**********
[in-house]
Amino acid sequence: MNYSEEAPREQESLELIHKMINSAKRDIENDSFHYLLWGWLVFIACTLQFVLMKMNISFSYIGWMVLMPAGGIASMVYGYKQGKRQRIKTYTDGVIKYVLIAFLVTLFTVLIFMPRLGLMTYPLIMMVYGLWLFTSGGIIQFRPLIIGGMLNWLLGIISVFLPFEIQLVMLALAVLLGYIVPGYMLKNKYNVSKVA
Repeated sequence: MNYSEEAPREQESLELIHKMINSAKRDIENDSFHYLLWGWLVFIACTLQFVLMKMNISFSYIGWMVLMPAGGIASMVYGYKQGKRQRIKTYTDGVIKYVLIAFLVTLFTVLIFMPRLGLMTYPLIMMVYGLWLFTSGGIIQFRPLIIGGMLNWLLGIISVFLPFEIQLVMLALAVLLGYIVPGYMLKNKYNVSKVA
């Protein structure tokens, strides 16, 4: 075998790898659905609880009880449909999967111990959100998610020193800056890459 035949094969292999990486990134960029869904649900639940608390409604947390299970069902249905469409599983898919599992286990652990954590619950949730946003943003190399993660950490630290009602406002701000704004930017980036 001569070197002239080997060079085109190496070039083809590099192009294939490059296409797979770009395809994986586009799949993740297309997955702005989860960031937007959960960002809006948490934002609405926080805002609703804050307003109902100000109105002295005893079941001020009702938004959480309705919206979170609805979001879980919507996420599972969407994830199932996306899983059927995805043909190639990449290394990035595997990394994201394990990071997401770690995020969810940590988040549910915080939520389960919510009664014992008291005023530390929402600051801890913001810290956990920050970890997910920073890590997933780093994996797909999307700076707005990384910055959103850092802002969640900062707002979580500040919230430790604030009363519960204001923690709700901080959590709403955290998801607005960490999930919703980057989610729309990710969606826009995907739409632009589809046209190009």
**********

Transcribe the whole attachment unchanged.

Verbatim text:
[in-house]
Amino acid sequence: MNYSEEAPREQESLELIHKMINSAKRDIENDSFHYLLWGWLVFIACTLQFVLMKMNISFSYIGWMVLMPAGGIASMVYGYKQGKRQRIKTYTDGVIKYVLIAFLVTLFTVLIFMPRLGLMTYPLIMMVYGLWLFTSGGIIQFRPLIIGGMLNWLLGIISVFLPFEIQLVMLALAVLLGYIVPGYMLKNKYNVSKVA
Repeated sequence: MNYSEEAPREQESLELIHKMINSAKRDIENDSFHYLLWGWLVFIACTLQFVLMKMNISFSYIGWMVLMPAGGIASMVYGYKQGKRQRIKTYTDGVIKYVLIAFLVTLFTVLIFMPRLGLMTYPLIMMVYGLWLFTSGGIIQFRPLIIGGMLNWLLGIISVFLPFEIQLVMLALAVLLGYIVPGYMLKNKYNVSKVA
């Protein structure tokens, strides 16, 4: 075998790898659905609880009880449909999967111990959100998610020193800056890459 035949094969292999990486990134960029869904649900639940608390409604947390299970069902249905469409599983898919599992286990652990954590619950949730946003943003190399993660950490630290009602406002701000704004930017980036 001569070197002239080997060079085109190496070039083809590099192009294939490059296409797979770009395809994986586009799949993740297309997955702005989860960031937007959960960002809006948490934002609405926080805002609703804050307003109902100000109105002295005893079941001020009702938004959480309705919206979170609805979001879980919507996420599972969407994830199932996306899983059927995805043909190639990449290394990035595997990394994201394990990071997401770690995020969810940590988040549910915080939520389960919510009664014992008291005023530390929402600051801890913001810290956990920050970890997910920073890590997933780093994996797909999307700076707005990384910055959103850092802002969640900062707002979580500040919230430790604030009363519960204001923690709700901080959590709403955290998801607005960490999930919703980057989610729309990710969606826009995907739409632009589809046209190009």